February is Dental Health Month and a good time to reflect on best practices for keeping our children’s teeth and gums healthy for their lifetime. Unfortunately, dental disease is still a large concern. Cavities in toddlers and preschoolers are on the rise with nationwide dentists reporting findings of preschoolers having 6-10 cavities. 84% of 17 year olds have dental caries and 60% of 15 year olds have experienced gingivitis, the first stage of gum disease. So what CAN we do to protect our children’s and our own, teeth?
Brush and floss. These golden standards cannot be ignored. Dentists recommend brushing teeth for TWO MINUTES twice a day. A fluoride toothpaste should be used for children who are able to brush their teeth without swallowing the toothpaste. Flossing often gets ignored, but is important to remove food stuck between the teeth to help prevent cavities and gum disease.
Limit Sugar. Sugar on teeth is the number one cause of tooth decay. It is important not only to limit sugar, but also to be conscious of when you are eating it. When sugary foods are consumed frequently throughout the day, the teeth are constantly bathed in the sugar promoting tooth decay. Sugary gum, mints, hard candy, etc. are especially harmful because they keep sugar right on the teeth and dissolve slowly. In order to give your teeth a break from the sugar, many experts recommend taking a 3-hour break between eating sugary foods. Try to eat sugars and starches with a meal instead of on their own. This helps produce more saliva to wash down the sugar from the teeth. If you can’t brush after eating, at least rinse your mouth or chew sugarless gum. When snacking, try to do so on non-sugary food to allow your teeth a break. Finally, once teeth have been brushed at night, drink only water. Any milk or juices will leave the teeth coated in sugar during the night.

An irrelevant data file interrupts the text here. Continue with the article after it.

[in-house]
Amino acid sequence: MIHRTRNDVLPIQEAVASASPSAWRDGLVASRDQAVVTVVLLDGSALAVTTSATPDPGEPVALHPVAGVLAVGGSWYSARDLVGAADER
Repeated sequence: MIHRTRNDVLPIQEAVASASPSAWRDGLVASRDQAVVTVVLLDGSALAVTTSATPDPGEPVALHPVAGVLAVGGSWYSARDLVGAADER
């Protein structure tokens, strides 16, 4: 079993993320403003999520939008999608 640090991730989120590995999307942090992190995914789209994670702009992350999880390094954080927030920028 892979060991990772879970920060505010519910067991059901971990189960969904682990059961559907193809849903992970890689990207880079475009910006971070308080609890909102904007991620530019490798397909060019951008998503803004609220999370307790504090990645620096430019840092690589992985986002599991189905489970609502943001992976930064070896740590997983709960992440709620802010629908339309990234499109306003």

Dental Sealants. Sealants can be applied to molars and pre-molars as soon as the permanent teeth erupt. They are quick, easy, and painless. They can generally be applied in a few minutes and can last up to 10 years with proper care. They are invisible and feel the same as the surface of natural teeth. They help protect the grooves and pits in teeth from bacteria and plaque build-up. Accumulated dental plaque can cause gingivitis, destruction of the tooth enamel, and development of cavities.
Teaching your child healthy dental habits early can promote a beautiful smile and strong teeth for their lifetime.